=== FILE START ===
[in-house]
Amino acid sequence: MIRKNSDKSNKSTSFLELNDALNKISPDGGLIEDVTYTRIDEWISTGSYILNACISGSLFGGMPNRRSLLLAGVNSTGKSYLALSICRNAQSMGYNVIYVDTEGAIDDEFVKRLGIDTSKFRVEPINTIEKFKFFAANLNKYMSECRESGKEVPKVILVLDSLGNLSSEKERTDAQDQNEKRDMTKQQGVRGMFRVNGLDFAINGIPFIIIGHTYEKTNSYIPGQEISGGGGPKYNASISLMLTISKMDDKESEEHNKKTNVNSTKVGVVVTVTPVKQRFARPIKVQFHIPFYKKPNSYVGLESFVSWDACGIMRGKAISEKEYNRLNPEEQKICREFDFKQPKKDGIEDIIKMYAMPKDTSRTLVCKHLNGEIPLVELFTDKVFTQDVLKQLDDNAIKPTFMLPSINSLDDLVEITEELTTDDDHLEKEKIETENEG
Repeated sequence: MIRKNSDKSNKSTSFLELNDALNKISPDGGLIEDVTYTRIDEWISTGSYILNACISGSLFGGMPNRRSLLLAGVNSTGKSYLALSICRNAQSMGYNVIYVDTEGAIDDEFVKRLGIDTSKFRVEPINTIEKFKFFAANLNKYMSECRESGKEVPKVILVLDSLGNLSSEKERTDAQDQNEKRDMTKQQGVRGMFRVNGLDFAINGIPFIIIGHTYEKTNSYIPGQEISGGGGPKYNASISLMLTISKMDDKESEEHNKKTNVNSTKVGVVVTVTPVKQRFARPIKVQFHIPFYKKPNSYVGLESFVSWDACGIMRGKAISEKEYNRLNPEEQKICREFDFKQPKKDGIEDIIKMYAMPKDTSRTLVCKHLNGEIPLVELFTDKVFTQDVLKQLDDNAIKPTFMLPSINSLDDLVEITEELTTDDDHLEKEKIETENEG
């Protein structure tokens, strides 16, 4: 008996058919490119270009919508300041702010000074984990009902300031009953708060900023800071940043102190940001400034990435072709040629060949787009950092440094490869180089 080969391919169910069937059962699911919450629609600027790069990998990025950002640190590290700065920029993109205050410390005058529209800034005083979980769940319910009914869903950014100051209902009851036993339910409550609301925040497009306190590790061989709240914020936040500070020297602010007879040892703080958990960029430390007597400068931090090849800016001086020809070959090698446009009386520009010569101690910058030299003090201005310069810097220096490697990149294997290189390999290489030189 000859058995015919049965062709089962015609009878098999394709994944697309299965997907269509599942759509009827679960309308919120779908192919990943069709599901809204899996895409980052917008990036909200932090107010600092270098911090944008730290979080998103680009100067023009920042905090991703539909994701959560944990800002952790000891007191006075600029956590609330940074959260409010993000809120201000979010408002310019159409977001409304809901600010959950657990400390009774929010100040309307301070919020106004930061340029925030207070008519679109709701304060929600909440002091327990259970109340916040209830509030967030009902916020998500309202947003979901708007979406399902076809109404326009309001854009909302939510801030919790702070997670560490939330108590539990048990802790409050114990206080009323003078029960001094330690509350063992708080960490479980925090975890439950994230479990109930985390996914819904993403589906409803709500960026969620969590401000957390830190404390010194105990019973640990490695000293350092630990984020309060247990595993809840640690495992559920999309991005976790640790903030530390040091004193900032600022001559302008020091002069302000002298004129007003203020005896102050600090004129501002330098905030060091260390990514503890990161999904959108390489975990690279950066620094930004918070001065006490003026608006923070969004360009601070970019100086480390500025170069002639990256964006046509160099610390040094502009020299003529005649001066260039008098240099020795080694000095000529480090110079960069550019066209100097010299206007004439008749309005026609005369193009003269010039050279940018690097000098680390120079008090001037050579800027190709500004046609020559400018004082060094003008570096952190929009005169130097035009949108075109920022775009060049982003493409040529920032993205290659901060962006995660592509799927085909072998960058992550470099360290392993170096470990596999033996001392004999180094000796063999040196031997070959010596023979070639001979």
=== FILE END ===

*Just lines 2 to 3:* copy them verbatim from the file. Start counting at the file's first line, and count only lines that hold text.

Amino acid sequence: MIRKNSDKSNKSTSFLELNDALNKISPDGGLIEDVTYTRIDEWISTGSYILNACISGSLFGGMPNRRSLLLAGVNSTGKSYLALSICRNAQSMGYNVIYVDTEGAIDDEFVKRLGIDTSKFRVEPINTIEKFKFFAANLNKYMSECRESGKEVPKVILVLDSLGNLSSEKERTDAQDQNEKRDMTKQQGVRGMFRVNGLDFAINGIPFIIIGHTYEKTNSYIPGQEISGGGGPKYNASISLMLTISKMDDKESEEHNKKTNVNSTKVGVVVTVTPVKQRFARPIKVQFHIPFYKKPNSYVGLESFVSWDACGIMRGKAISEKEYNRLNPEEQKICREFDFKQPKKDGIEDIIKMYAMPKDTSRTLVCKHLNGEIPLVELFTDKVFTQDVLKQLDDNAIKPTFMLPSINSLDDLVEITEELTTDDDHLEKEKIETENEG
Repeated sequence: MIRKNSDKSNKSTSFLELNDALNKISPDGGLIEDVTYTRIDEWISTGSYILNACISGSLFGGMPNRRSLLLAGVNSTGKSYLALSICRNAQSMGYNVIYVDTEGAIDDEFVKRLGIDTSKFRVEPINTIEKFKFFAANLNKYMSECRESGKEVPKVILVLDSLGNLSSEKERTDAQDQNEKRDMTKQQGVRGMFRVNGLDFAINGIPFIIIGHTYEKTNSYIPGQEISGGGGPKYNASISLMLTISKMDDKESEEHNKKTNVNSTKVGVVVTVTPVKQRFARPIKVQFHIPFYKKPNSYVGLESFVSWDACGIMRGKAISEKEYNRLNPEEQKICREFDFKQPKKDGIEDIIKMYAMPKDTSRTLVCKHLNGEIPLVELFTDKVFTQDVLKQLDDNAIKPTFMLPSINSLDDLVEITEELTTDDDHLEKEKIETENEG